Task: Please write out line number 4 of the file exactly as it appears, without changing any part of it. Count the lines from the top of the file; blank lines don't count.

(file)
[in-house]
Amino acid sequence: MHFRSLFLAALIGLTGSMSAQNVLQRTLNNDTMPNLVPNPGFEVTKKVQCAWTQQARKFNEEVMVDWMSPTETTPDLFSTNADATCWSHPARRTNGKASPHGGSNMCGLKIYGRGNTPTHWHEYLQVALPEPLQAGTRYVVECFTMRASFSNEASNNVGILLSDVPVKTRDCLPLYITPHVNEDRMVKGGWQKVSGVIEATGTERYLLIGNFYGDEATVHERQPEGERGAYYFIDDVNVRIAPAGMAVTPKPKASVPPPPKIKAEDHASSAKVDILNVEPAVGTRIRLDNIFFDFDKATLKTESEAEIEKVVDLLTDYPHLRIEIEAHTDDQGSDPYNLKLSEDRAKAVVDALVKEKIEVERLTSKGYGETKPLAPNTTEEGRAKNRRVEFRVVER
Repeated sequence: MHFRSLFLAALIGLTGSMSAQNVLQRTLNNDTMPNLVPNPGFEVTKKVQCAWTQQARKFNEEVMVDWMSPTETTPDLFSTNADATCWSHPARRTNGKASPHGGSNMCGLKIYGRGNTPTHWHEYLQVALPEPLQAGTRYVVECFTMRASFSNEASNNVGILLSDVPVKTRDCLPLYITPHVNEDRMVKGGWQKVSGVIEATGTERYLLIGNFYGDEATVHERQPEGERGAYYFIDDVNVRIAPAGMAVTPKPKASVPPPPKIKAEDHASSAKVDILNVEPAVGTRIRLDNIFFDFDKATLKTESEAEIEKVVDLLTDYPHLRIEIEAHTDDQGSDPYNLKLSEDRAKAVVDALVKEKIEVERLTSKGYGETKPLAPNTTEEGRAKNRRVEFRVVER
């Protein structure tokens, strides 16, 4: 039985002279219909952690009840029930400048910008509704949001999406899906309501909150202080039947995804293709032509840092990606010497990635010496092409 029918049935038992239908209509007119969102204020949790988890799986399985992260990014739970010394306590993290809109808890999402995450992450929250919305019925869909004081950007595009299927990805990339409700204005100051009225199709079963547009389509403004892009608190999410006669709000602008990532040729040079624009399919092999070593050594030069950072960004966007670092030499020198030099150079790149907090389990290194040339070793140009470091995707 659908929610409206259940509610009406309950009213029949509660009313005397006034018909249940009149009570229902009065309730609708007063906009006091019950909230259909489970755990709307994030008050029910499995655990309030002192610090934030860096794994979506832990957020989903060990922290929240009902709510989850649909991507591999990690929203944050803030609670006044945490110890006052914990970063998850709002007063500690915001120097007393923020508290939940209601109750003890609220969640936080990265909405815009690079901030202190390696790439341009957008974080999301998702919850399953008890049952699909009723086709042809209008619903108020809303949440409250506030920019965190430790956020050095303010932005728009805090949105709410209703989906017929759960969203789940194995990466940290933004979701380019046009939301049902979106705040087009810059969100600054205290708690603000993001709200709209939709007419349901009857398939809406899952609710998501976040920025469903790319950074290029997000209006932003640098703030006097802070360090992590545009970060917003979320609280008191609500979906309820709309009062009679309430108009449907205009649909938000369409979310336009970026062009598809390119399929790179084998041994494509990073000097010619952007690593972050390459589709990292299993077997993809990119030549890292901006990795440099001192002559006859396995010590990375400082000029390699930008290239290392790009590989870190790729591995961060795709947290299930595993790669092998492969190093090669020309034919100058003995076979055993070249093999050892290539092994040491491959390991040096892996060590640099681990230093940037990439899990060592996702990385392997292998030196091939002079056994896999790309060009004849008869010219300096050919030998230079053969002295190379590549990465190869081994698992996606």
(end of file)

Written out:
């Protein structure tokens, strides 16, 4: 039985002279219909952690009840029930400048910008509704949001999406899906309501909150202080039947995804293709032509840092990606010497990635010496092409 029918049935038992239908209509007119969102204020949790988890799986399985992260990014739970010394306590993290809109808890999402995450992450929250919305019925869909004081950007595009299927990805990339409700204005100051009225199709079963547009389509403004892009608190999410006669709000602008990532040729040079624009399919092999070593050594030069950072960004966007670092030499020198030099150079790149907090389990290194040339070793140009470091995707 659908929610409206259940509610009406309950009213029949509660009313005397006034018909249940009149009570229902009065309730609708007063906009006091019950909230259909489970755990709307994030008050029910499995655990309030002192610090934030860096794994979506832990957020989903060990922290929240009902709510989850649909991507591999990690929203944050803030609670006044945490110890006052914990970063998850709002007063500690915001120097007393923020508290939940209601109750003890609220969640936080990265909405815009690079901030202190390696790439341009957008974080999301998702919850399953008890049952699909009723086709042809209008619903108020809303949440409250506030920019965190430790956020050095303010932005728009805090949105709410209703989906017929759960969203789940194995990466940290933004979701380019046009939301049902979106705040087009810059969100600054205290708690603000993001709200709209939709007419349901009857398939809406899952609710998501976040920025469903790319950074290029997000209006932003640098703030006097802070360090992590545009970060917003979320609280008191609500979906309820709309009062009679309430108009449907205009649909938000369409979310336009970026062009598809390119399929790179084998041994494509990073000097010619952007690593972050390459589709990292299993077997993809990119030549890292901006990795440099001192002559006859396995010590990375400082000029390699930008290239290392790009590989870190790729591995961060795709947290299930595993790669092998492969190093090669020309034919100058003995076979055993070249093999050892290539092994040491491959390991040096892996060590640099681990230093940037990439899990060592996702990385392997292998030196091939002079056994896999790309060009004849008869010219300096050919030998230079053969002295190379590549990465190869081994698992996606």